Stargazing is one of the most popular and relaxing activities universally performed across the globe. There’s nothing like sitting in a large field of grass and looking up at the star-filled sky and contemplating just how small we all truly are. All around the world there are numerous locations where the universe looks close enough to touch based on how saturated the sky can get with stars. Here’s a list of some of the most widely-known destinations to view the night sky from:
The Atacama Desert, Chile: South America in general is known for its amazing stargazing. This desert located in the northern part of Chile is the driest place on the planet; besides the North and South Poles. It receives a couple millimeters of rain every year, however, the dry conditions mixed with the high altitude, minimal clouds, and near-zero pollution makes it perfect for viewing the night sky. The Tarantula Nebula, the Fornax Cluster of galaxies, the Southern Cross, and even the Large Magellanic Cloud are all visible from the desert. For this reason, locals refer to the desert as the best place in the world for looking at the stars.
The Atacama Desert
Natural Bridges National Monument, Utah: This national monument is located in Lake Powell, Utah, and was the first ever certified International Dark Sky Park, which is an accolade given to various areas of the world by the International Dark Sky Association, whose main goal is to combat light and air pollution worldwide. This designation advertises itself as having some of the darkest and clearest skies in the US and in the world. The biggest attraction is the “river of light” that appears at night which is created by the Milky Way’s reflection as it rises over the Owachomo Bridge. The bridge forms what looks like a clean-cut window into the night sky that “frames” the millions of stars visible with the naked eye. Locals recommend camping out under the stars for the best experience.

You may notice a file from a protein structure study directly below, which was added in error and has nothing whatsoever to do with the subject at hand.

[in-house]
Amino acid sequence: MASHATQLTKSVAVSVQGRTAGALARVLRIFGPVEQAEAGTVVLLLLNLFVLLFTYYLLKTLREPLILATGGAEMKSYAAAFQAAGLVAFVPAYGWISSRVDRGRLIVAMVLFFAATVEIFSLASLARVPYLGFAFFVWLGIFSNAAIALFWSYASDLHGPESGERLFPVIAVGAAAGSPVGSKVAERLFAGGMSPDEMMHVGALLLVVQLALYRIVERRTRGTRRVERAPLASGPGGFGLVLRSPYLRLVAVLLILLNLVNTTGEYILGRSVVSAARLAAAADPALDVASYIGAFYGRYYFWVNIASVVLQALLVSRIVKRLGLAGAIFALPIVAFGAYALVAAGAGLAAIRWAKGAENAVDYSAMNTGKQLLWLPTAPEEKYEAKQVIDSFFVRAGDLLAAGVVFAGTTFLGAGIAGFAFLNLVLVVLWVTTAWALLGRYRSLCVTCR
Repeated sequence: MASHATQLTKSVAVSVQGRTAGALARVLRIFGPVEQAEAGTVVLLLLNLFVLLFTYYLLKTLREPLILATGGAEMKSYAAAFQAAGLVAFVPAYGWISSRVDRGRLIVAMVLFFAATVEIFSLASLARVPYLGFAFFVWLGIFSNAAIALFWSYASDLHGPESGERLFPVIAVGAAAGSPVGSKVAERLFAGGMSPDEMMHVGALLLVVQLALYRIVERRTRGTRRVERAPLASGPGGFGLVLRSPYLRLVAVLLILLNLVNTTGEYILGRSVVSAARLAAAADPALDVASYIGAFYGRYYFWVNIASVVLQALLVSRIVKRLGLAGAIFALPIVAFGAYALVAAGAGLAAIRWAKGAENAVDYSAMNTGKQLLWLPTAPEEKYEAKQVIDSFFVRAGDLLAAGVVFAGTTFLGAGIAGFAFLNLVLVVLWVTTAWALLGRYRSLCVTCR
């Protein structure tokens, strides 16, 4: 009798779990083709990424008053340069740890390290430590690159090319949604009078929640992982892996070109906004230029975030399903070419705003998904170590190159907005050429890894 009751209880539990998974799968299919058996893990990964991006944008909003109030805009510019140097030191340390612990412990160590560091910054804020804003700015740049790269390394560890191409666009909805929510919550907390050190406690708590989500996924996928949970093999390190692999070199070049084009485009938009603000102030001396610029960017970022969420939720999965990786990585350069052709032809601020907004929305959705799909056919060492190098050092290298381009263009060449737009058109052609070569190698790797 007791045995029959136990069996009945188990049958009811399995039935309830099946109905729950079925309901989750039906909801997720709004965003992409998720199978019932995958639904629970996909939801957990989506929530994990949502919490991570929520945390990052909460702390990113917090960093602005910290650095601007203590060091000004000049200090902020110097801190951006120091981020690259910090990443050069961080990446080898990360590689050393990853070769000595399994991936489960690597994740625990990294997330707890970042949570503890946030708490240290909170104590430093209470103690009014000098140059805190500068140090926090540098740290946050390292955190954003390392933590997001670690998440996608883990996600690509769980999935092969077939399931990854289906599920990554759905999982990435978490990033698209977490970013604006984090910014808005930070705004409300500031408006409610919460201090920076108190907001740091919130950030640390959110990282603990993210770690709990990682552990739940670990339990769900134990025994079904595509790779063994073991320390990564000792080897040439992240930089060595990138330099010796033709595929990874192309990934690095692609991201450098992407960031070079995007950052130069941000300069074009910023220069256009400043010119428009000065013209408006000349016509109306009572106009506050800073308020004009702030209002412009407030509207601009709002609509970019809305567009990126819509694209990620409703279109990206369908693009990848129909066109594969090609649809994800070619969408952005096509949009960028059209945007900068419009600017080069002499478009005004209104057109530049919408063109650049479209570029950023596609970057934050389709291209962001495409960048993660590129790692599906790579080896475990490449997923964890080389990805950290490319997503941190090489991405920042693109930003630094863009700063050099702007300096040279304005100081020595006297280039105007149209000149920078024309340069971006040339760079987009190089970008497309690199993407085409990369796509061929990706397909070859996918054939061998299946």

Iriomote-Ishigaki National Park, Japan: Japan is a country that’s known for it’s natural beauty. It’s cherry blossom trees and emphasis on nature in architecture make Japan one of the most beautiful countries in the world. It’s also one of the best places for stargazing, in the Iriomote-Ishigaki National Park especially, 84 out of the 88 constellations, that are recognized by the International Astronomical Union, are visible. The park is also an International Dark Sky Park.
Mauna Kea Observatory
Mauna Kea, Hawaii: The Mauna Kea summit on the Big Island is known as the most famous stargazing spot in Hawaii. The volcanic terrain and 13,800 foot high peak gives onlookers some of the most breathtaking views of the night sky imaginable. The Mauna Kea Observatory is located at the mountains peak, allowing for individuals to really look deeper into the night sky with it’s thirteen powerful telescopes.
Pic du Midi, France: Pic du Midi is located in the French Pyrénées mountains and is famous for being the spot where NASA scientists take photos of the surface of the moon. If that isn’t any indication for how amazing the stargazing is here then I don’t know what is. Individuals can easily take a cable car from La Mongie to the mountains summit where an observatory is located for ideal viewing.
La Fortuna, Costa Rica: This Costa Rican jungle may not seem like an ideal place for viewing the sky, especially considering tropical jungles are typically saturated in plant life making the sky nearly invisible, however, depending on the night, locals refer to this jungle as one of the few places where the Milky Way Galaxy becomes visible at night. The jungle is located right above the equator, which means during the dry season (December – April) visitors will have ample opportunity to view the stars.
Eric Mastrota is a Contributing Editor at The National Digest based in New York. A graduate of SUNY New Paltz, he reports on world news, culture, and lifestyle. You can reach him at firstname.lastname@example.org.